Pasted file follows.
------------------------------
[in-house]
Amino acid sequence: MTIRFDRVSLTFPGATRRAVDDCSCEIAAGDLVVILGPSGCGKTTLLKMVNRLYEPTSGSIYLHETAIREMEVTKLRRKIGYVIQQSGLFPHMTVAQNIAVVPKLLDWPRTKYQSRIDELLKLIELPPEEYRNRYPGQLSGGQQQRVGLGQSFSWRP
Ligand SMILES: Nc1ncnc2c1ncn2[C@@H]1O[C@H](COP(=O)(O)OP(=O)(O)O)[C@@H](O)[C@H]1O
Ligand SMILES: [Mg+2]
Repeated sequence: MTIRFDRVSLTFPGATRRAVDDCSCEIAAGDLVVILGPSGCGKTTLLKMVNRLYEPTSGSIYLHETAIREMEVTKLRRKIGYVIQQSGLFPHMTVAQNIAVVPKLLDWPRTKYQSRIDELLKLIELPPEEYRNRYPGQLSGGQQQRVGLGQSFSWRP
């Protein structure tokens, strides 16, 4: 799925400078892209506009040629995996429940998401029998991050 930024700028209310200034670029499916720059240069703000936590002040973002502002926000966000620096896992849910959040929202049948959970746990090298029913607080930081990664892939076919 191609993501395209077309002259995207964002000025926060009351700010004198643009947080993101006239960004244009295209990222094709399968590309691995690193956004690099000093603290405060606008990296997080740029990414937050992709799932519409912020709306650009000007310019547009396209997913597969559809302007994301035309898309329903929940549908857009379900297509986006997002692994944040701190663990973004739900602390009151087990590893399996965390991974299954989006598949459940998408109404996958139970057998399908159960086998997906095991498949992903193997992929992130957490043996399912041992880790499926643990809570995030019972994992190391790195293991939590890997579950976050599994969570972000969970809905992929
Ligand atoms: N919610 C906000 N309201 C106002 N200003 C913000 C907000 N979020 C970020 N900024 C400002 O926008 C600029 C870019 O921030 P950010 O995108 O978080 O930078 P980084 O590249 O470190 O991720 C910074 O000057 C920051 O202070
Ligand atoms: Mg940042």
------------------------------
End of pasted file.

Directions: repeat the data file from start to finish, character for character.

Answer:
[in-house]
Amino acid sequence: MTIRFDRVSLTFPGATRRAVDDCSCEIAAGDLVVILGPSGCGKTTLLKMVNRLYEPTSGSIYLHETAIREMEVTKLRRKIGYVIQQSGLFPHMTVAQNIAVVPKLLDWPRTKYQSRIDELLKLIELPPEEYRNRYPGQLSGGQQQRVGLGQSFSWRP
Ligand SMILES: Nc1ncnc2c1ncn2[C@@H]1O[C@H](COP(=O)(O)OP(=O)(O)O)[C@@H](O)[C@H]1O
Ligand SMILES: [Mg+2]
Repeated sequence: MTIRFDRVSLTFPGATRRAVDDCSCEIAAGDLVVILGPSGCGKTTLLKMVNRLYEPTSGSIYLHETAIREMEVTKLRRKIGYVIQQSGLFPHMTVAQNIAVVPKLLDWPRTKYQSRIDELLKLIELPPEEYRNRYPGQLSGGQQQRVGLGQSFSWRP
């Protein structure tokens, strides 16, 4: 799925400078892209506009040629995996429940998401029998991050 930024700028209310200034670029499916720059240069703000936590002040973002502002926000966000620096896992849910959040929202049948959970746990090298029913607080930081990664892939076919 191609993501395209077309002259995207964002000025926060009351700010004198643009947080993101006239960004244009295209990222094709399968590309691995690193956004690099000093603290405060606008990296997080740029990414937050992709799932519409912020709306650009000007310019547009396209997913597969559809302007994301035309898309329903929940549908857009379900297509986006997002692994944040701190663990973004739900602390009151087990590893399996965390991974299954989006598949459940998408109404996958139970057998399908159960086998997906095991498949992903193997992929992130957490043996399912041992880790499926643990809570995030019972994992190391790195293991939590890997579950976050599994969570972000969970809905992929
Ligand atoms: N919610 C906000 N309201 C106002 N200003 C913000 C907000 N979020 C970020 N900024 C400002 O926008 C600029 C870019 O921030 P950010 O995108 O978080 O930078 P980084 O590249 O470190 O991720 C910074 O000057 C920051 O202070
Ligand atoms: Mg940042």